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Wells Fargo & Co
Wells Fargo & Co. (WFC), the U.S. bank with the biggest market value, takes greater risk on its investments in stocks and bonds than competing lenders, according to a CreditSights Inc. report.
Wells Fargo’s $227 billion portfolio (WFC) of securities marked for sale yielded 3.97 percent at the end of June, the most among 17 of the largest U.S. banks measured by CreditSights, according to a Sept. 3 report from the New York-based financial-research firm. The company’s investments appear to have more credit and interest-rate risk than rivals, CreditSights said.
“Wells Fargo’s all-in securities yield of nearly 4 percent seems indicative of a higher risk appetite,” CreditSights analysts including Peter Simon wrote in the report.
Faced with sluggish loan growth, more deposits and near- record-low interest rates, U.S. banks are searching for ways to generate revenue. While some lenders have stayed in short-term, low-risk securities such as Treasuries, others including San Francisco-based Wells Fargo have added to holdings with higher yields and longer maturities, according to the report.
Wells Fargo held 16 percent of its securities portfolio in municipal bonds at the end of June. That’s above the upper threshold of 10 percent viewed as an “appropriate level,” according to CreditSights, which called the figure “on the high side but still manageable.” The prevailing level (WFC) at most banks is 6 percent to 8 percent, CreditSights said.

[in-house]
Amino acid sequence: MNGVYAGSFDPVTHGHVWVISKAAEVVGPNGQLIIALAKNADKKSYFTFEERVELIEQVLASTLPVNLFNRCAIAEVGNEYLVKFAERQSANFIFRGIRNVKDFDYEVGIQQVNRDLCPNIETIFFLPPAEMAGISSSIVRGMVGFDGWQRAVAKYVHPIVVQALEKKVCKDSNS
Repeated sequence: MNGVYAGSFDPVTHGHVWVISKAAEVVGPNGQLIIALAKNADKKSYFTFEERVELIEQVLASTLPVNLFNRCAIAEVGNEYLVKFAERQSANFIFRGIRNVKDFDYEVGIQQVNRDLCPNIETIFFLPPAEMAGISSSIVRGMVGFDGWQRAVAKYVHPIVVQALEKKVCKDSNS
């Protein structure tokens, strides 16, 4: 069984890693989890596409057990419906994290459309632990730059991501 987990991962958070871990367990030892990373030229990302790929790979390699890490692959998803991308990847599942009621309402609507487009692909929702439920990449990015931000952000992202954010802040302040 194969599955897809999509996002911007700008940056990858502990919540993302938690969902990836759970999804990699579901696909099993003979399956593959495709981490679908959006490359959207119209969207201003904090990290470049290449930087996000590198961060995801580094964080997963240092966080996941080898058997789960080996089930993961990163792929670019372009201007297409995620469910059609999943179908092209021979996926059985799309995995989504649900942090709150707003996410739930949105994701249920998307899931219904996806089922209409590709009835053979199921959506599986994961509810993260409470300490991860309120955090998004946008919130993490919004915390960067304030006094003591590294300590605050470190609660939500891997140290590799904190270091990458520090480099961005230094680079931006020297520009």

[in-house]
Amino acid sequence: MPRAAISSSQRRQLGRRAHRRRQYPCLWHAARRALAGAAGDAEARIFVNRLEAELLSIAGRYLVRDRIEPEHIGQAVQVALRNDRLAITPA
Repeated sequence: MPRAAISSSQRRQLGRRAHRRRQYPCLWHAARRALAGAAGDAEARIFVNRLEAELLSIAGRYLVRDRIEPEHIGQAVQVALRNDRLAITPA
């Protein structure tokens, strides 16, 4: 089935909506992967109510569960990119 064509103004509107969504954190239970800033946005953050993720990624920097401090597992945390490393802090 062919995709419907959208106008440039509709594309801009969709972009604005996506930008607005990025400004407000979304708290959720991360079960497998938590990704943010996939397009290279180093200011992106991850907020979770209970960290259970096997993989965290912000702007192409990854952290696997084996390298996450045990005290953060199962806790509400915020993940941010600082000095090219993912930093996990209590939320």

“Wells Fargo was comfortable in taking some incremental credit risk in order to preserve its net interest income stream in the current environment,” the analysts wrote.
The bank, run by Chief Executive Officer John Stumpf, 58, also increased the duration of its investments, a reflection of how long the debt will be outstanding, CreditSights said. The weighted average expected maturity of 5.2 years at midyear was the longest of any bank that discloses the measure and was up from 4.9 years at the end of 2011, according to the report. The figure reached 6.1 years in 2010.
Ancel Martinez, a Wells Fargo spokesman, said the bank has not altered its investment approach: “We have a high-quality securities portfolio and have not changed our careful investment discipline in response to the prolonged low-rate environment,” he said in a phone interview.
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